Andy Michaels releases second album, Incendiary Heart
Hybrids are all the rage in indie rock right now, and few artists in the Australian underground are making them work as well for their sound as Andy Michaels is on his second album, Incendiary Heart. Incendiary Heart contains fourteen songs, one principle songwriter and five different singers lending their pipes to melodies that are equal parts pop and rock in most places, but it presents audiences with a sound that is anything but repetitive in nature. Contrarily, Andy Michaels’ new record is a diverse look into the future of pop/rock that doesn’t owe much to any particular movement in the industry today, and this alone makes it a wonderful listen this month.
The bass presence in Incendiary Heart’s tracklist, from the folky tunes like “Darling It Hurts” and “Rambling Man” to the cathartic soft rock of “I Can Fly,” “Humming Bird” and “Sticks and Stones,” is nothing mind-blowing by any means, yet each of the aforementioned songs has a physicality that this kind of music typically doesn’t possess. All of this material was mixed to shake our bodies and our souls, which isn’t exactly an easy thing to do with acoustic and lyric-driven songs like those on this album.
I found the music video for “Darling It Hurts” to be a sharp watch for sure, but I wouldn’t say that it’s overproduced or so bluntly high definition that it takes away from the source material’s natural glow. It’s actually rather streamlined when compared side by side with the overall tone of the content on Incendiary Heart, and in the bigger picture, it’s devoid of the cheap filler that would keep most of us away from a video by an independent, non-major label pop artist trying to find his footing in an ever-evolving (and never easygoing) music industry.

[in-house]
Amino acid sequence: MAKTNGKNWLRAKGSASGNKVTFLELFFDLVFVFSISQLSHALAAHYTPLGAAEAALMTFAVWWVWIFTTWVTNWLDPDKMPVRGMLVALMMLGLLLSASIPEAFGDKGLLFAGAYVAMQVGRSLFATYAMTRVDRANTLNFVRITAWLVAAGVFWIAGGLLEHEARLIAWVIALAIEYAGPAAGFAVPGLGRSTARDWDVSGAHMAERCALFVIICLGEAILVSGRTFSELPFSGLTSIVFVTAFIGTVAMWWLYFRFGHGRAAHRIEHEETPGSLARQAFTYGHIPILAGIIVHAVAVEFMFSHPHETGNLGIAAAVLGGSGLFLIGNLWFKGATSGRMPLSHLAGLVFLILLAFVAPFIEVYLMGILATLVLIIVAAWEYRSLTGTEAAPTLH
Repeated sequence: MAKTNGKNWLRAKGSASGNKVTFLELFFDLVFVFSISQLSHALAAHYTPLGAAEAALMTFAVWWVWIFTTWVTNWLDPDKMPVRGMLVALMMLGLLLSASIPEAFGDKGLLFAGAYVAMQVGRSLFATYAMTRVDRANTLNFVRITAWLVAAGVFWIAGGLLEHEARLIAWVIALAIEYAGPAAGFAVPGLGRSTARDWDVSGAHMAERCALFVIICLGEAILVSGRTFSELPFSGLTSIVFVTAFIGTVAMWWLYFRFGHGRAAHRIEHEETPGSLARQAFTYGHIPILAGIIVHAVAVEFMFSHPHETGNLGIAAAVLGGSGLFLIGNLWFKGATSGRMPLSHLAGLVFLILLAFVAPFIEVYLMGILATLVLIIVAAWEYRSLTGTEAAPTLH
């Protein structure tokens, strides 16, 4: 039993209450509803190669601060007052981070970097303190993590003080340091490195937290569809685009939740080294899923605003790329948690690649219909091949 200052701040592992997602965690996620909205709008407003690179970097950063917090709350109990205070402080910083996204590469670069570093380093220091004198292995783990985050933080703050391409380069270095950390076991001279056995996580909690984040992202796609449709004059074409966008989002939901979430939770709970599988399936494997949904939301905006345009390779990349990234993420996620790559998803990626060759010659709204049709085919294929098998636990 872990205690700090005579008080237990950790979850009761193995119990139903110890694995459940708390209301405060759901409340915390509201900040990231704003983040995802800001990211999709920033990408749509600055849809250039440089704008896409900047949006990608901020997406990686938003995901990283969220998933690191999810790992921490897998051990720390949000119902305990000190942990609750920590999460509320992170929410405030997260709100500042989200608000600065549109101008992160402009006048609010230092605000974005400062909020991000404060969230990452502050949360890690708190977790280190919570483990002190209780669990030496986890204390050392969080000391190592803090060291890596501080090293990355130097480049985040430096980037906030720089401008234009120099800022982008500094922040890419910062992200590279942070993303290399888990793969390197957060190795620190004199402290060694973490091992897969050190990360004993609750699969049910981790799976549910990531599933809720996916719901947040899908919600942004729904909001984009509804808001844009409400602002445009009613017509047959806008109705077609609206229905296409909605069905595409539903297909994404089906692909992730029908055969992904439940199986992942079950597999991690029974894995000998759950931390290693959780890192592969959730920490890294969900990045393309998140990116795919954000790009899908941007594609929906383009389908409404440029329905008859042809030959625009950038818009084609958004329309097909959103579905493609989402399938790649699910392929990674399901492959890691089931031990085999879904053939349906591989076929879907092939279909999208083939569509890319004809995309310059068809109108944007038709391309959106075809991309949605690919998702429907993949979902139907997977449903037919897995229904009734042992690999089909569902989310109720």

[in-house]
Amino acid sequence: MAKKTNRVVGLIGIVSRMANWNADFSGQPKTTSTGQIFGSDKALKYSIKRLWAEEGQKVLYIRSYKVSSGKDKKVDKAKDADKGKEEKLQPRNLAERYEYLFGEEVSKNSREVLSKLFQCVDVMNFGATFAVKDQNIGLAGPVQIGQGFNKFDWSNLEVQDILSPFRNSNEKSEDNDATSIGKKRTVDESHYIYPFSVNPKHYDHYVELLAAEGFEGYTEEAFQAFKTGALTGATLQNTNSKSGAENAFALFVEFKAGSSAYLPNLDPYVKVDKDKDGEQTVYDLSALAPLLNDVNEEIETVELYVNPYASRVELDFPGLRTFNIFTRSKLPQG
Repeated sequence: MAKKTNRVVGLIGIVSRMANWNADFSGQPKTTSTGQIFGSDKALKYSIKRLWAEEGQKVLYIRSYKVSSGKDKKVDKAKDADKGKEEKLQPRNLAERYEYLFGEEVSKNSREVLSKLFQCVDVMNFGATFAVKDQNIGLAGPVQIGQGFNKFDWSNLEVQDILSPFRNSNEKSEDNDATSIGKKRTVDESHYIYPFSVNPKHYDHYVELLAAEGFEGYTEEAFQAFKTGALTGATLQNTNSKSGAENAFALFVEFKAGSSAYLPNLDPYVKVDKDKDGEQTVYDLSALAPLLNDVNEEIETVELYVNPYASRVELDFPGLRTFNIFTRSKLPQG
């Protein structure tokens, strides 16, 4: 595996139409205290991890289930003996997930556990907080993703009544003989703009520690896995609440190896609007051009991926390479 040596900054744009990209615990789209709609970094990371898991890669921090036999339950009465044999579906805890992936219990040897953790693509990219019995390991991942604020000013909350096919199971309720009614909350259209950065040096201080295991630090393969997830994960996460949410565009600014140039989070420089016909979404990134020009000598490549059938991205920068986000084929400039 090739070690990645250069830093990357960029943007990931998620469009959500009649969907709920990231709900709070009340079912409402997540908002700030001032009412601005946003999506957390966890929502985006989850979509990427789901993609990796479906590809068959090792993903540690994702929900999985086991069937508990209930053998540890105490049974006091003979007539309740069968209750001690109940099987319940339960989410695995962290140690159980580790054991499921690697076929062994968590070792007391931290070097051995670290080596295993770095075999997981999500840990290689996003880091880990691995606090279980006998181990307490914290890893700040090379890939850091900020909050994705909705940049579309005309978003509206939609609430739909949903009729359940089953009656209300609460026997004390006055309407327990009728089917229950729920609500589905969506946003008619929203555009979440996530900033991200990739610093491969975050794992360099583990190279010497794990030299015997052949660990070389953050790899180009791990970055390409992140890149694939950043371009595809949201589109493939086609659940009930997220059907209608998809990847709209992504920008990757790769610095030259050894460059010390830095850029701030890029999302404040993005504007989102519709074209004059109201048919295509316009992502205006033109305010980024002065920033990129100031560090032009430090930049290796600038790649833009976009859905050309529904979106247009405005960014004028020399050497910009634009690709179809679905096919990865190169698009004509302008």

“Emerald Eyes,” “Planet 8,” the delicate “Fireflies” and hollow “The Flame” probably wouldn’t work as well in a live capacity as they do in this studio setting – simply because of their multilayered mix, which would be hard to replicate on stage – but even that withstanding, I really like the experimental structures they show off to us. I really want to hear Andy Michaels work with Kerry Ironside, Tiarna Madison, Sharon Court and Carolyn Thomas again in the future, because while he’s undisputedly the star of the show in every song here, the magic he makes with his collaborators on Incendiary Heart is just a little more fascinating than the idea of seeing him rework this tracks for a live concert on his own.
It’s not without a couple of flaws here and there, but in general, Andy Michaels’ Incendiary Heart is still one of the best indie LPs I’ve heard on either side of the pacific in 2020. Michaels has grown a lot as an artist in the last two years, and though he’s not going to break into the mainstream with this one release alone, he’s showing himself to have more than what it takes to make the crossover with a little more experience and a lot more harmonies like those we hear on this fabulous new album.